Learn More About Building Comics: What Works and What Doesn’t

I’m sure, if you’ve been hanging around the comic internet for a while, you’ve seen Wally Wood’s 22 Panels That Always Work.

Most are dialogue-driven — this tormented master has worked out a variety of ways to keep talking heads visually interesting. Via Mark Evanier, here’s more background on the piece, from someone who now owns the original — well, as much of an original as there can be, read the page for more.

I found the second piece a fascinating contrast: 16 Panels That I Don’t Think Work All That Well, by Jon Morris, attacking modern comic cliches.

Similar Posts: *Wahoo Morris — Recommended § The Conversation § Learn Grammar With Comics § Ramona Fradon Returns § A Scary Project: Rereading All Your Comics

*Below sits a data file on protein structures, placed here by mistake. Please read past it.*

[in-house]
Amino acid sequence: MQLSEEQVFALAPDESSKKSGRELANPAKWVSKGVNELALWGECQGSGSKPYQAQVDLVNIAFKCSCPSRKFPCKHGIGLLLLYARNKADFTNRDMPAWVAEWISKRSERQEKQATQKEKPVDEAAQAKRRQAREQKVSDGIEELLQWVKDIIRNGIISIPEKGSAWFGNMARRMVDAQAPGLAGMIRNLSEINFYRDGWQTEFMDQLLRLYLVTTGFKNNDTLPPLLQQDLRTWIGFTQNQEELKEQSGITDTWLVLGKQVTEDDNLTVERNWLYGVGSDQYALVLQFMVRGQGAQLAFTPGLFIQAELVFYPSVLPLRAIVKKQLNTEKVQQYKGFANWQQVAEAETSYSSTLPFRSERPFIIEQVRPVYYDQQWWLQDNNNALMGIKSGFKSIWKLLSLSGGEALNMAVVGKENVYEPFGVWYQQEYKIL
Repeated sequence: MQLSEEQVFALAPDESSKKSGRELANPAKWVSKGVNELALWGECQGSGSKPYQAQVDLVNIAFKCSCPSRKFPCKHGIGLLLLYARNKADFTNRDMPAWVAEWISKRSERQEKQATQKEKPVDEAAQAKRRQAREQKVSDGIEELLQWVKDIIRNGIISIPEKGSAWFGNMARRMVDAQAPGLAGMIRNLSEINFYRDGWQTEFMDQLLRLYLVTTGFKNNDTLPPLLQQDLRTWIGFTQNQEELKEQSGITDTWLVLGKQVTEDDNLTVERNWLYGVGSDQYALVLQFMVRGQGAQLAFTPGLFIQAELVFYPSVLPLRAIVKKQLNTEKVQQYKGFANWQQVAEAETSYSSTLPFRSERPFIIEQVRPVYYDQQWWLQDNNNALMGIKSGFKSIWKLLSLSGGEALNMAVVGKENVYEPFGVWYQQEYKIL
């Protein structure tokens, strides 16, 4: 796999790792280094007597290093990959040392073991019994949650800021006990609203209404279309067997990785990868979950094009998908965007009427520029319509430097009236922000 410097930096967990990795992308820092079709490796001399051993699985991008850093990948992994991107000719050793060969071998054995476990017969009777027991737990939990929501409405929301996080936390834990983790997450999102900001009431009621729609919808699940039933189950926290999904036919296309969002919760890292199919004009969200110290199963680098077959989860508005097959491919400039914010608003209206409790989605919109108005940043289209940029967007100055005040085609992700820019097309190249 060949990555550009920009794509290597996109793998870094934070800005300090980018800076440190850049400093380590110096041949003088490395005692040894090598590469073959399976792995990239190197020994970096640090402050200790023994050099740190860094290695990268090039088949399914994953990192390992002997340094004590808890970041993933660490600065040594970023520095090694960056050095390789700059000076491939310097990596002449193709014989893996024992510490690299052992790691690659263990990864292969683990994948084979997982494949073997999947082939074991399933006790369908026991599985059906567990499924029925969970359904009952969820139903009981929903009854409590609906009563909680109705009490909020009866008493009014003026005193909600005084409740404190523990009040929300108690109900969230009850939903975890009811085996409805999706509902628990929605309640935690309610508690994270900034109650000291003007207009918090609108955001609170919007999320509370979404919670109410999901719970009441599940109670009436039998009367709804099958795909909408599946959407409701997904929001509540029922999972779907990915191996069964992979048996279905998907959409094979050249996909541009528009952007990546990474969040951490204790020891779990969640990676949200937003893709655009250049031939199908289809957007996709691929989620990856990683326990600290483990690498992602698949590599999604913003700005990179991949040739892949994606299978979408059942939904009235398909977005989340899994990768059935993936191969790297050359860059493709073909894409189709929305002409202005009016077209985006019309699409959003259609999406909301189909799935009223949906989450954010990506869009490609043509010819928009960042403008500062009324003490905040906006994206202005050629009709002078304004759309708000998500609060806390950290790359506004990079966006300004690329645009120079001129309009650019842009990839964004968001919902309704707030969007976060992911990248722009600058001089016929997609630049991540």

5 Responses to “Learn More About Building Comics: What Works and What Doesn’t”

  1. Thad Says:

    Good links; thanks.

    (I DO think some of Morris’s panels work all right, in moderation — the identical panels showing passage of time can be effective — but yeah, they’ve gotten so overused that they’ve lost whatever punch they may have had.)

  2. Russell Says:

    I’m pleased to see that I don’t utilize most of the “bad panels” Morris points out.

    I like silent panels to show a pause, though. Usually it’s just one, not a longer series. And I don’t do it often.

  3. Ben Towle Says:

    Yeah, but what about Ivan Brunetti’s “22 Panels that Always Work (Sometimes)”? Do I even need to say that it’s NSFW?

    http://25.media.tumblr.com/tumblr_l4xtyxjVqH1qz87mko1_500.gif

  4. Johanna Says:

    ha! I didn’t know about that one, thanks for sharing. The punchline gets me.

  5. DeBT Says:

    The interesting thing about Jon Morris’ 15th panel, is how Naruto manages to make it work better than conventional S-hero comics.

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